The potential benefits of acupuncture for women with fertility difficulties will be examined in a unique clinical trial at the University of Western Sydney.

As part of the three-month trial women of reproductive age with fertility problems will be asked to make changes to their diet and exercise habits and will have their health and fertility monitored.

Fifty per cent of the women will also be randomly selected to receive weekly acupuncture treatments.

Associate Professor Caroline Smith, from the UWS Centre for Complementary Medicine (CompleMED) says acupuncture has had a long history of being used as a fertility treatment and has become an increasingly popular option for Australian women.

Modern women are delaying child-rearing to later in life and as a result encountering more difficulties as they are then less fertile, says Associate Professor Smith, who is a leading expert on acupuncture and the chief investigator on the UWS trial.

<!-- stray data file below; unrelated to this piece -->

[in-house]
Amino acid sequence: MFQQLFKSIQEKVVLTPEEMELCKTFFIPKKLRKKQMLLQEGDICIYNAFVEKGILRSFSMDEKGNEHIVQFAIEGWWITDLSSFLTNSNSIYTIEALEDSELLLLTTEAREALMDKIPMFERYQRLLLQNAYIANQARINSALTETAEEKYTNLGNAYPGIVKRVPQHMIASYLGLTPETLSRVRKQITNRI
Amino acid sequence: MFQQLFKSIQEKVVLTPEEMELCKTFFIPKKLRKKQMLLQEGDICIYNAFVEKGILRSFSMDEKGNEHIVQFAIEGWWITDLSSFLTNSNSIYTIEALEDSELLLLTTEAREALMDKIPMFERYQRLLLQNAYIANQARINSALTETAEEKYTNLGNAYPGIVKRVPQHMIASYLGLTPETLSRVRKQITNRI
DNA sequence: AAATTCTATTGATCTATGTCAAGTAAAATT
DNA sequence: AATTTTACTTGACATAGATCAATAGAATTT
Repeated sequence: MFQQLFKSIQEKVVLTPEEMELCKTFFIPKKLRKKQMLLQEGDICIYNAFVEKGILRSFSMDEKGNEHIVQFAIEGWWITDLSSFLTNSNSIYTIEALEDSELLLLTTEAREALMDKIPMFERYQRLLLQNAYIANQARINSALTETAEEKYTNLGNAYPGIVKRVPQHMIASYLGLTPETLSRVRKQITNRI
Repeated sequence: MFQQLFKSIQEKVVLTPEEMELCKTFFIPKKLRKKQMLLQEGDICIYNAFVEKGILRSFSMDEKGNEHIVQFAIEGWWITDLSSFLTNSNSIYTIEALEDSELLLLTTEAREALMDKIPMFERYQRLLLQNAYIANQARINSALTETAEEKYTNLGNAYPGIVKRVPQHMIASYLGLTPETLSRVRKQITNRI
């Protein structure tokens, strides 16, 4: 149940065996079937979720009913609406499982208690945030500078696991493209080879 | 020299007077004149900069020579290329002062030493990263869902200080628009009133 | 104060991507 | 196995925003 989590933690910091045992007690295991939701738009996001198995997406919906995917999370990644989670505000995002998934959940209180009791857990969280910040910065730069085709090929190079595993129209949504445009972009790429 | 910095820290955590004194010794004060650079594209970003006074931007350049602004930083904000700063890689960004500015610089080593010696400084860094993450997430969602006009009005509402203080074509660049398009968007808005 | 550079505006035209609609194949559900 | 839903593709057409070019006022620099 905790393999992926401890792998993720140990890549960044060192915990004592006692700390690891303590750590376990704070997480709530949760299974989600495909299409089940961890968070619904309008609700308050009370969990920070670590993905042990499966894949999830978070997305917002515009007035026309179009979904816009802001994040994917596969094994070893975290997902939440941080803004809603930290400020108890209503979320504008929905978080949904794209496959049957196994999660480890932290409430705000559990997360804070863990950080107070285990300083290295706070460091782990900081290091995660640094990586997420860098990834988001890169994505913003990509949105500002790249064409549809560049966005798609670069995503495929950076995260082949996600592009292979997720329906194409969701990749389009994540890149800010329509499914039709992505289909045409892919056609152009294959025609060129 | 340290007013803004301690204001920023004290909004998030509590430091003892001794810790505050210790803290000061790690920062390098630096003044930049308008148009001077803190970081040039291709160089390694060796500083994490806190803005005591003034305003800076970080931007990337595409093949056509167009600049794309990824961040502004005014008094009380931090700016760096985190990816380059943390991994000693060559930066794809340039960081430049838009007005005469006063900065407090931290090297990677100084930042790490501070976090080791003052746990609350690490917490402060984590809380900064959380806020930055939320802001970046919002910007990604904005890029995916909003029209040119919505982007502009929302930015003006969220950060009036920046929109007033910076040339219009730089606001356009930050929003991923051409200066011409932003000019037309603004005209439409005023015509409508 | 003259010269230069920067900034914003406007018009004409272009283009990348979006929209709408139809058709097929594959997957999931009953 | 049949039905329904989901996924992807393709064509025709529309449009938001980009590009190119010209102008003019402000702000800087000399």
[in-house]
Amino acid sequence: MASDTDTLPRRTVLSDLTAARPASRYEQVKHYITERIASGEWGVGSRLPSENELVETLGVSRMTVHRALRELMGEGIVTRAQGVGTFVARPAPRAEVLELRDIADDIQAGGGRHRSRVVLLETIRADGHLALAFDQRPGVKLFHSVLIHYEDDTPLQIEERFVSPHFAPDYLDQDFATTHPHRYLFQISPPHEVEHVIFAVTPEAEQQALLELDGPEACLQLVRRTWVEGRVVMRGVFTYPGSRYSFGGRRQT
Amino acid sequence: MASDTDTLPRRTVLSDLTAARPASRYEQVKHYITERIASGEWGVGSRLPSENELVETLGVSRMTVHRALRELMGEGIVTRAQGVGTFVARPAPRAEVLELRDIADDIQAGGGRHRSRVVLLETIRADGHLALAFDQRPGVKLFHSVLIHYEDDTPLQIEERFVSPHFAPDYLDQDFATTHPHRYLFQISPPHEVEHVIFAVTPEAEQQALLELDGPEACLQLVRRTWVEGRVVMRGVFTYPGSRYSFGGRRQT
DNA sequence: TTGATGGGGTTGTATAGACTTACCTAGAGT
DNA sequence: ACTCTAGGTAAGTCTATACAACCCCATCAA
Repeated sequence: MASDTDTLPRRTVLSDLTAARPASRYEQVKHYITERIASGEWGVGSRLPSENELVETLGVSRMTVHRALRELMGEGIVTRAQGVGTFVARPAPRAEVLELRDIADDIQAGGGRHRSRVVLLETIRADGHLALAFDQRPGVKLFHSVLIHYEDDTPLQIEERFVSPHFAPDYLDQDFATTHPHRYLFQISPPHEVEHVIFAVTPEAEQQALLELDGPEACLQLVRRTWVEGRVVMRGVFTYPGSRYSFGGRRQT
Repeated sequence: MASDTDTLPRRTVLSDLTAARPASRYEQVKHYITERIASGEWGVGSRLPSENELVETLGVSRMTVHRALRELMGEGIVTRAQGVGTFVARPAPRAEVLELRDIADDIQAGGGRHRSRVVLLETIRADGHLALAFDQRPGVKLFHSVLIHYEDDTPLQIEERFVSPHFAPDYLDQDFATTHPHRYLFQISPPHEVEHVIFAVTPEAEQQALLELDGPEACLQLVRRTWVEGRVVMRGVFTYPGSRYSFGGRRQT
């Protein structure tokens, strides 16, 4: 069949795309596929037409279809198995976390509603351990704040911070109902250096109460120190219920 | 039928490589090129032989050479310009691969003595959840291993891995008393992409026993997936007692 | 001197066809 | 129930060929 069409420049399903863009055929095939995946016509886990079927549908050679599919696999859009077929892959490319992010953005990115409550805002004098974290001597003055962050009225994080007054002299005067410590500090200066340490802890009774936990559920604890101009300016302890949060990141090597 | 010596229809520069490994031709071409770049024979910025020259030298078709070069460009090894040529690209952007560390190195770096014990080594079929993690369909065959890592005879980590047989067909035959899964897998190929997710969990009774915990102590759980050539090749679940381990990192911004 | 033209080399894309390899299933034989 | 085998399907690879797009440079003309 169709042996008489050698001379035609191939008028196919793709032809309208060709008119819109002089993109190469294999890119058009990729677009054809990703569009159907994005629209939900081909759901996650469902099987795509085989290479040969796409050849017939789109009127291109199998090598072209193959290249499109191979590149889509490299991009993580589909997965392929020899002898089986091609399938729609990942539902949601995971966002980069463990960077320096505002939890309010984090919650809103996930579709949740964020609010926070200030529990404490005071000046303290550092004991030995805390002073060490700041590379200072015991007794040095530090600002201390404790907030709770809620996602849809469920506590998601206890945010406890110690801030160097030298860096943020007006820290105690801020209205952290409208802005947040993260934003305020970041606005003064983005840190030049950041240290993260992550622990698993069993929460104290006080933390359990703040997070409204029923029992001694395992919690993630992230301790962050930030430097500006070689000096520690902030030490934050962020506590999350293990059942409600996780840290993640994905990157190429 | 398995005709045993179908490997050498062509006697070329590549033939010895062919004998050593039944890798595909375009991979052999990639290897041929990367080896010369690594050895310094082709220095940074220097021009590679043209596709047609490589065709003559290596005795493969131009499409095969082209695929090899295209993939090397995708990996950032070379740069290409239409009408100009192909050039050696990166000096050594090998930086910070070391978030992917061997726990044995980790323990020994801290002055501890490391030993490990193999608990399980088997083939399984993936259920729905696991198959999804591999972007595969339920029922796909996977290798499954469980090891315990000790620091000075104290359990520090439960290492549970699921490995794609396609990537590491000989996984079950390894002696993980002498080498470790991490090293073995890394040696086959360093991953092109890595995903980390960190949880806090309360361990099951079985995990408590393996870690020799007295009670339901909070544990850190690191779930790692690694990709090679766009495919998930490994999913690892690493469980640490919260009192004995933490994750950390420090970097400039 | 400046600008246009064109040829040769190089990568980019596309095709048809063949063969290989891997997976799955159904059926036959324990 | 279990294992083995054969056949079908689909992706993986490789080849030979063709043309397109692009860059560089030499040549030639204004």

Acupuncture may have a role with helping to enhance fertility by restoring normal functioning of the body. However, currently there is not enough scientific evidence to support its use a key clinical treatment.

Ms Sue Cochrane, a PhD candidate with CompleMED and a key member of the trial team, says the results from the study will provide important guidance for clinicians using acupuncture to assist fertility.

This is a unique trial which will provide fundamental information to help clinicians treating patients and it will also help researchers shape future, larger, clinical trials, says Ms Cochrane, who is also an experienced acupuncturist.

Participants in the trial will receive their treatments - administered by experienced acupuncturists - at clinics in Campbelltown, the Eastern Suburbs, the Sydney CBD or in Nowra, on the South Coast of NSW.

Women wishing to find out more, or to register, please contact the research team on 0450 920 976


Senior Media Officer 
Paul Grocott
02 9678 7083, 0406 429 304

Article Source: